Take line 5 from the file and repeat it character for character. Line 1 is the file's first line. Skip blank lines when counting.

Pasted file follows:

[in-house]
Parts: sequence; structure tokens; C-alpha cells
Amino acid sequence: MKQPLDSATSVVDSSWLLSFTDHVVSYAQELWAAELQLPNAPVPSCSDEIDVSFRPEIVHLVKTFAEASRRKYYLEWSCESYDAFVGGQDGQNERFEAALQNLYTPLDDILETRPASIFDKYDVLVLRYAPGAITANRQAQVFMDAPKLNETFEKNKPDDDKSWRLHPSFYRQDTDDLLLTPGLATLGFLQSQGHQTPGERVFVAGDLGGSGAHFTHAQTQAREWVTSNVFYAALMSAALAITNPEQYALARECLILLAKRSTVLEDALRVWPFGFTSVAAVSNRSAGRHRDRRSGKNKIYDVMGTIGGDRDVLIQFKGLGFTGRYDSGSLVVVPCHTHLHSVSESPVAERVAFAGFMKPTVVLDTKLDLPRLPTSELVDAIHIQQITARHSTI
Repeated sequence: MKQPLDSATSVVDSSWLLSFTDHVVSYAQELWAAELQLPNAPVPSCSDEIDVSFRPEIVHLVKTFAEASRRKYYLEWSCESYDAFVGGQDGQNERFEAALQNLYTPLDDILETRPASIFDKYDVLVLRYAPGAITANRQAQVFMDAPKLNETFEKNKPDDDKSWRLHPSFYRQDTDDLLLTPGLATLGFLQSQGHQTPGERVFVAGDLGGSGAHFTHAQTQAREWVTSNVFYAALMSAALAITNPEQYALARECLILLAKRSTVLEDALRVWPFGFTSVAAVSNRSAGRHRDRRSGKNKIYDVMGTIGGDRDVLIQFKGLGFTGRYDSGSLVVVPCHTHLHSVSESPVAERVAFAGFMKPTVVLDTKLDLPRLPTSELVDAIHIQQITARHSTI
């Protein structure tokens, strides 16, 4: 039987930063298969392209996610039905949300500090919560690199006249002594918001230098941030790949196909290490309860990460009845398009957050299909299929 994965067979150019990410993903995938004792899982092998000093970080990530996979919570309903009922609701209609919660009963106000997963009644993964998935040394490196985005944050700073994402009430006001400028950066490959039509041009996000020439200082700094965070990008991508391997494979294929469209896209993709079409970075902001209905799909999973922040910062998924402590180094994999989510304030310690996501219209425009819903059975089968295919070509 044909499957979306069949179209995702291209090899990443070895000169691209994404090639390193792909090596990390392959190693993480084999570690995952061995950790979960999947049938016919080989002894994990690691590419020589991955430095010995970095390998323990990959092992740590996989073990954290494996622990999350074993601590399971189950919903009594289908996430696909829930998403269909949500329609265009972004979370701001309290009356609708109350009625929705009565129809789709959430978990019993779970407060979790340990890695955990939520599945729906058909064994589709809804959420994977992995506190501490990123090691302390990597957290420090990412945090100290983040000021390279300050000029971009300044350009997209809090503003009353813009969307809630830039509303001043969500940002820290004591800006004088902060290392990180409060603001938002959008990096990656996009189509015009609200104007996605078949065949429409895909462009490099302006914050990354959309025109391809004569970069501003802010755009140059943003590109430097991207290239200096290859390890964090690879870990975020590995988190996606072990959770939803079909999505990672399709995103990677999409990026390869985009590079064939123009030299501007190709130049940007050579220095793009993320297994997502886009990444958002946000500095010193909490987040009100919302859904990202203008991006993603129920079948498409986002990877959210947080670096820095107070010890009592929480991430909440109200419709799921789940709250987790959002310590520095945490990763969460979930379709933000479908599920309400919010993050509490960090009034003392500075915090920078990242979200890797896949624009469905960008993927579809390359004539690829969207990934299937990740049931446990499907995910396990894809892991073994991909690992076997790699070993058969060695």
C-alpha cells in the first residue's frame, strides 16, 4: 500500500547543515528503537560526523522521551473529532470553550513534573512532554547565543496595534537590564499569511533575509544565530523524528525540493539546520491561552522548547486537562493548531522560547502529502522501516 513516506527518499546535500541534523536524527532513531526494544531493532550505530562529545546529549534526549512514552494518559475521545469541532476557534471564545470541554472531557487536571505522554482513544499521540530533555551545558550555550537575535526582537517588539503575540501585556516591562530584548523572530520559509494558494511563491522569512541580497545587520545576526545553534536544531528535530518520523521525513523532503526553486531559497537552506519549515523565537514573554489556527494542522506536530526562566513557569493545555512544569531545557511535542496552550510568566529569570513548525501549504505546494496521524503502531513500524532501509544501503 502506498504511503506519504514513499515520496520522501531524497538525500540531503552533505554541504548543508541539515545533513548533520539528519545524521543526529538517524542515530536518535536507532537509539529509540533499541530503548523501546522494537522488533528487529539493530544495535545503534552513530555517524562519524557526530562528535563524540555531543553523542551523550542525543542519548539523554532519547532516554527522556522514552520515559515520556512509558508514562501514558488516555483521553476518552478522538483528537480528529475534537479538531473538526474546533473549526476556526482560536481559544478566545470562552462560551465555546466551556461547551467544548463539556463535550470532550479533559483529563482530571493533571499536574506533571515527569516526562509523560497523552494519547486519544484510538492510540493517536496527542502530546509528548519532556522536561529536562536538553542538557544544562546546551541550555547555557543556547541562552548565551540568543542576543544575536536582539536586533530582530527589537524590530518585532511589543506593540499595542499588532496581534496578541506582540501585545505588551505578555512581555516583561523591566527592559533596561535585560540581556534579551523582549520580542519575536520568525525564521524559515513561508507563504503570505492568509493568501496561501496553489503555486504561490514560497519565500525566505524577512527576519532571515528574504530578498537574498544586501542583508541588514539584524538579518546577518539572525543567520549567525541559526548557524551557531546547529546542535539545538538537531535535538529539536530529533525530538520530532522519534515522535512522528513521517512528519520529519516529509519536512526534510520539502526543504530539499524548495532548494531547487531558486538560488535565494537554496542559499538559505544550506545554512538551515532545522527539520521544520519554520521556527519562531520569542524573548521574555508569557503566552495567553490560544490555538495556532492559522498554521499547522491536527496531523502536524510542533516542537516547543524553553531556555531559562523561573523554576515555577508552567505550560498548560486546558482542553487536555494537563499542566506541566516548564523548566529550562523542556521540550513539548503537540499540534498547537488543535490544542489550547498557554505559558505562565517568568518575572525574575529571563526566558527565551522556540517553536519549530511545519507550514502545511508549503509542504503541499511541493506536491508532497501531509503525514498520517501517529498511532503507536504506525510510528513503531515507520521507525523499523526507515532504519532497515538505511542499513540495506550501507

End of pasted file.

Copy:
């Protein structure tokens, strides 16, 4: 039987930063298969392209996610039905949300500090919560690199006249002594918001230098941030790949196909290490309860990460009845398009957050299909299929 994965067979150019990410993903995938004792899982092998000093970080990530996979919570309903009922609701209609919660009963106000997963009644993964998935040394490196985005944050700073994402009430006001400028950066490959039509041009996000020439200082700094965070990008991508391997494979294929469209896209993709079409970075902001209905799909999973922040910062998924402590180094994999989510304030310690996501219209425009819903059975089968295919070509 044909499957979306069949179209995702291209090899990443070895000169691209994404090639390193792909090596990390392959190693993480084999570690995952061995950790979960999947049938016919080989002894994990690691590419020589991955430095010995970095390998323990990959092992740590996989073990954290494996622990999350074993601590399971189950919903009594289908996430696909829930998403269909949500329609265009972004979370701001309290009356609708109350009625929705009565129809789709959430978990019993779970407060979790340990890695955990939520599945729906058909064994589709809804959420994977992995506190501490990123090691302390990597957290420090990412945090100290983040000021390279300050000029971009300044350009997209809090503003009353813009969307809630830039509303001043969500940002820290004591800006004088902060290392990180409060603001938002959008990096990656996009189509015009609200104007996605078949065949429409895909462009490099302006914050990354959309025109391809004569970069501003802010755009140059943003590109430097991207290239200096290859390890964090690879870990975020590995988190996606072990959770939803079909999505990672399709995103990677999409990026390869985009590079064939123009030299501007190709130049940007050579220095793009993320297994997502886009990444958002946000500095010193909490987040009100919302859904990202203008991006993603129920079948498409986002990877959210947080670096820095107070010890009592929480991430909440109200419709799921789940709250987790959002310590520095945490990763969460979930379709933000479908599920309400919010993050509490960090009034003392500075915090920078990242979200890797896949624009469905960008993927579809390359004539690829969207990934299937990740049931446990499907995910396990894809892991073994991909690992076997790699070993058969060695």